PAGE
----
Denial: Give in or give out

I have never been a person of duty. Never have I let something as unimaginative as obligation weigh me down. What is this word, “obligation”? I do what I want, even if it’s irrational… even if it’s selfish.

See, when I deny myself something, it starts to fester — whether it’s dissatisfaction with my partner, a difference of opinion with my friend, or a long-dormant resentment towards a family member, it never fails to ooze out over time. I know I’ve let it remain under wraps for too long, when my demeanor towards them starts to change, through no fault of their own.

Denial is a slow-burning creature. It’s there. It stares you in the face. And when you turn to the other direction to avoid it, maddeningly, it will readjust itself to look you in your eyes again. It accumulates, the more real estate you give it.

The only positive way to handle denial is to succumb to it. It’s one of those things, where, the more resistance you give, the more it will push back. I always give in, in the end. I’ve taken the day off, and broken relationships, and dropped bombs on my family because I didn’t want denial to dominate my being.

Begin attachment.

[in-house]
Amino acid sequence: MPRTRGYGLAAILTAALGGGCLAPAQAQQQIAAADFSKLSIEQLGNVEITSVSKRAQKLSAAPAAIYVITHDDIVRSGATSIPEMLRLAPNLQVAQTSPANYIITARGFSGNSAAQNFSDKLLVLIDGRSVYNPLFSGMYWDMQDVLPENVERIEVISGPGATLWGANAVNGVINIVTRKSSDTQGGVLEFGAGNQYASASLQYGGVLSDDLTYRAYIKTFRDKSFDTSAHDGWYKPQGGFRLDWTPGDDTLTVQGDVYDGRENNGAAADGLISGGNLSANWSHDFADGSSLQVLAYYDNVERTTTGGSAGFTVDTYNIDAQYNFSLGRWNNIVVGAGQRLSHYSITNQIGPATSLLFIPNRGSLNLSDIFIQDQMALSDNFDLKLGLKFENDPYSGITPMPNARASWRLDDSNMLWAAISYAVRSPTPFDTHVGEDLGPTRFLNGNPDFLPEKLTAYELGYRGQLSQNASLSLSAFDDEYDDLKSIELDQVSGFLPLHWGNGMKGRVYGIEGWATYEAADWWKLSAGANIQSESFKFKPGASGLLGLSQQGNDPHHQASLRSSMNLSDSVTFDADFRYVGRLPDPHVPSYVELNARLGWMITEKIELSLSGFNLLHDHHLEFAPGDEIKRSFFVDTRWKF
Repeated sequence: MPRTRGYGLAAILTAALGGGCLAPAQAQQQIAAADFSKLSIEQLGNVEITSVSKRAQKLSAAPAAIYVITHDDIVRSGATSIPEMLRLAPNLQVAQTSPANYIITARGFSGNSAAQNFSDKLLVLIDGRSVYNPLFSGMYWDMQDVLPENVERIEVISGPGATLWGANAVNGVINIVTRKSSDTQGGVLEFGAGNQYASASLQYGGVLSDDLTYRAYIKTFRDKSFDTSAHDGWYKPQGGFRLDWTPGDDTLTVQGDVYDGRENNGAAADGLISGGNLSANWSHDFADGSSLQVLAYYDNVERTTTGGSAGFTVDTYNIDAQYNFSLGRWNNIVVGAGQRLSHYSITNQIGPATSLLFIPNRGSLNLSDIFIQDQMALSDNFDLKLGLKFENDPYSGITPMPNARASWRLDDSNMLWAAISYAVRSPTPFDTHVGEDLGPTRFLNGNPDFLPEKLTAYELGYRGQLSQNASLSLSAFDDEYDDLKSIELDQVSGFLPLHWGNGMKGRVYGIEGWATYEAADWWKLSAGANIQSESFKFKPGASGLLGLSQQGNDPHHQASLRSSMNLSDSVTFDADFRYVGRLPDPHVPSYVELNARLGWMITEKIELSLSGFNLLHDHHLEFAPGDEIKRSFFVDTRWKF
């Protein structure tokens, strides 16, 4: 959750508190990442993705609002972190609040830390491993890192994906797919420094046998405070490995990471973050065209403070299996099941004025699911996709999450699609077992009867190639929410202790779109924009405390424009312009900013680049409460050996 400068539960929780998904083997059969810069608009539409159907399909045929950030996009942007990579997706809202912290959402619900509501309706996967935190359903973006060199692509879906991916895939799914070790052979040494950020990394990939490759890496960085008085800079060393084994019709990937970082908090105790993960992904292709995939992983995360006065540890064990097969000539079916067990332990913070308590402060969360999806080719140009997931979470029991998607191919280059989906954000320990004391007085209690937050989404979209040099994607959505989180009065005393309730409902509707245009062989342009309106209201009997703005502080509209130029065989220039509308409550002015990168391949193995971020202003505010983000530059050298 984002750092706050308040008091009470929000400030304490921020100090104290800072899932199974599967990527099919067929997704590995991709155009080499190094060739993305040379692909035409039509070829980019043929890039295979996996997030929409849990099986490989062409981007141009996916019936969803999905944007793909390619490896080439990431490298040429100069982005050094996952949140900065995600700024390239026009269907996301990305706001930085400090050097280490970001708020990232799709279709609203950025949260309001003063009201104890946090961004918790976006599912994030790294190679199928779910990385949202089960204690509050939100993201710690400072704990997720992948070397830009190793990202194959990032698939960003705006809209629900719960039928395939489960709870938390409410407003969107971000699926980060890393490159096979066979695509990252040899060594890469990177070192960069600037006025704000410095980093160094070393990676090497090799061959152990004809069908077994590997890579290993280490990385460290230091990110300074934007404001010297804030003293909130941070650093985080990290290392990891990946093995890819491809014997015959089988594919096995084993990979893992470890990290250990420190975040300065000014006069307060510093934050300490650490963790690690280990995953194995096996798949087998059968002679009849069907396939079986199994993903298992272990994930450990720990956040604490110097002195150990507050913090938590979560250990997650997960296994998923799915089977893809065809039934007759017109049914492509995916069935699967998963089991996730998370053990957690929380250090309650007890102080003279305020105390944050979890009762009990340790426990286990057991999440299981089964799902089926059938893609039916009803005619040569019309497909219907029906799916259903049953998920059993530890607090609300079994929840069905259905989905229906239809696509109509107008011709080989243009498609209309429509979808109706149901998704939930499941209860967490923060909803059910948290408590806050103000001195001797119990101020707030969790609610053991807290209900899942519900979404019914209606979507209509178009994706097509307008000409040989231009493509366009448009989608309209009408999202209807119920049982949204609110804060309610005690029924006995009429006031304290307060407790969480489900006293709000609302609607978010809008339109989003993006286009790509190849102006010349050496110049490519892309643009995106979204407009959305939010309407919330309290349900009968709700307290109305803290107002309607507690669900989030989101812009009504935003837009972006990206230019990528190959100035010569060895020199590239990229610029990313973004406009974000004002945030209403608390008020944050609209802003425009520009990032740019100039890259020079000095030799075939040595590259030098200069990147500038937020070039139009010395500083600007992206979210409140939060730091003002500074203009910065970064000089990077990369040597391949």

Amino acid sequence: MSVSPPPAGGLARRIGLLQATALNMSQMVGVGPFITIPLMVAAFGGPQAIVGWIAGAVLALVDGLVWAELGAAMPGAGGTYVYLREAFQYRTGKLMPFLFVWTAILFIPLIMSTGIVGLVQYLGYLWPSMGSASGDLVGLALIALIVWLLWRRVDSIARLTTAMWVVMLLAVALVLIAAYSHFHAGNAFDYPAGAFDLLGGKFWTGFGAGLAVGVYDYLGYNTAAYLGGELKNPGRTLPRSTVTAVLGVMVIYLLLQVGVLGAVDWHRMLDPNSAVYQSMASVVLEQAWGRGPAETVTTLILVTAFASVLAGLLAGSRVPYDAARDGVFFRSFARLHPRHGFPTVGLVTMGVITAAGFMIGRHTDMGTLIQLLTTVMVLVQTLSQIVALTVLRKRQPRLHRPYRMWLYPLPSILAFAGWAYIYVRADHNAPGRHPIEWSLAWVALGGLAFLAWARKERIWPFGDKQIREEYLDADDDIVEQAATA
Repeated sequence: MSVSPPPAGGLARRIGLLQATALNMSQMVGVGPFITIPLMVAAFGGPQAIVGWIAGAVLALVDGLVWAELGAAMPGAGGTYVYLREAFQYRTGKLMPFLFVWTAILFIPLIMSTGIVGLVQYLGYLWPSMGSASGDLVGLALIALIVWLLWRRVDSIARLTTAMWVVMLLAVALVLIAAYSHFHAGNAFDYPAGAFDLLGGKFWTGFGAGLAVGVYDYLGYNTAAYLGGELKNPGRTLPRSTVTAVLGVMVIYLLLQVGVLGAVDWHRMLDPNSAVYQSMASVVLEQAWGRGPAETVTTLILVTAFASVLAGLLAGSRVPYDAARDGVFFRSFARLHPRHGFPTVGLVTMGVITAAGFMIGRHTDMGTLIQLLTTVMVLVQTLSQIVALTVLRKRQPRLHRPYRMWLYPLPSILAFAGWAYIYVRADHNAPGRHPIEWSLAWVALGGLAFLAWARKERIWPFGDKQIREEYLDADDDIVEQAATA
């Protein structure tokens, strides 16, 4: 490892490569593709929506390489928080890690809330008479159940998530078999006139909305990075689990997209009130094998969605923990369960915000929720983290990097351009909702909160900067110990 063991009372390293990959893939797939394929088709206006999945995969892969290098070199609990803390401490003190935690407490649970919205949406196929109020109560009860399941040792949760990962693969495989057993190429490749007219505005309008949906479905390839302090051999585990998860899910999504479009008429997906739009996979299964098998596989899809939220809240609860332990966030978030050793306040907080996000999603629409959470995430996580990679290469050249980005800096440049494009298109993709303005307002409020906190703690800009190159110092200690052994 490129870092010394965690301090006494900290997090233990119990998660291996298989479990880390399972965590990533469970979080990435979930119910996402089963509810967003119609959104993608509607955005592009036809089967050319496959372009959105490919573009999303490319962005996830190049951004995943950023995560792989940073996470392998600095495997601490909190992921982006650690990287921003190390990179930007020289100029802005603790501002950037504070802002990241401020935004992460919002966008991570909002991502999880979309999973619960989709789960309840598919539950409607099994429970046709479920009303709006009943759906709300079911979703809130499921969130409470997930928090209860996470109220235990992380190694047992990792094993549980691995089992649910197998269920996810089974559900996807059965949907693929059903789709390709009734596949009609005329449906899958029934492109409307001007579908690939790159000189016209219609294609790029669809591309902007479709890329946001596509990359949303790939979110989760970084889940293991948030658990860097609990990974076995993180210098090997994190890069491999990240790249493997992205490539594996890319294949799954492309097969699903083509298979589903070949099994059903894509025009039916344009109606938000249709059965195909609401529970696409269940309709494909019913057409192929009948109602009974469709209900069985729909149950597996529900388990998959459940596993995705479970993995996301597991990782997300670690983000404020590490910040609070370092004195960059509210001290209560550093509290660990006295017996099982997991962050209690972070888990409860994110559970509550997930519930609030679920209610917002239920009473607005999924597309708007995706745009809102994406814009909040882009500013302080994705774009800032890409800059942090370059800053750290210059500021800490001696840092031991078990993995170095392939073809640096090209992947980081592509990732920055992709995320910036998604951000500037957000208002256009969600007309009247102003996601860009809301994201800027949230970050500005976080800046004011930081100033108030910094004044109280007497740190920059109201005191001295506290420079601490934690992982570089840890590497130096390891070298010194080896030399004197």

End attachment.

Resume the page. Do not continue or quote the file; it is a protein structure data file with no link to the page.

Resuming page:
Obligation is just the martyr-child of denial. It may be selfish to surrender to denial, but in the end it’s self-care.

Daily Post prompt: Denial

“Great” expectations: Habits & relationships

Today, and every day for the last few months, I have wondered about the habits we perform in romantic relationships: physical ones, mental ones, and most especially, emotional ones. You know what I mean; these habits are the little tics, the behaviors, the thought patterns unique to you that seem to migrate from one person you’re with to another.

Like for me, I know my fingers will always find their way around the hair at the base of his neck, no matter who it is. I know, that for the first few months — or even year — together, I will be a creature of insecurities, constantly comparing myself to their exes, telling myself I’m not good enough. And finally, I know my expectations, molded by the fire and friction of previous relationships, will cause me to be disappointed if he doesn’t meet them.

It feels like I have a template for relationships that changes subtly with each man. Ex #1 made me love men who could talk. Ex #2 made me love men who could dance. Ex #3 made me love men who did sweet little gestures for me. You know, etc. With the end of each relationship, that template would evolve and take a life of its own, like some constantly shifting microorganism, altering itself after some change in its environment. Little by little, the template adapts to incorporate traits that I love, and to accommodate for the traits that I, shall we say, don’t love, but am willing to tolerate.

This is fair, right? This is the part people always optimistically talk about — that grand experiment of dating different people to figure out what you like and don’t like, right?

Well, that all seems fine, but… what if you’re a neurotic freak who holds on to the past? What if that’s the case?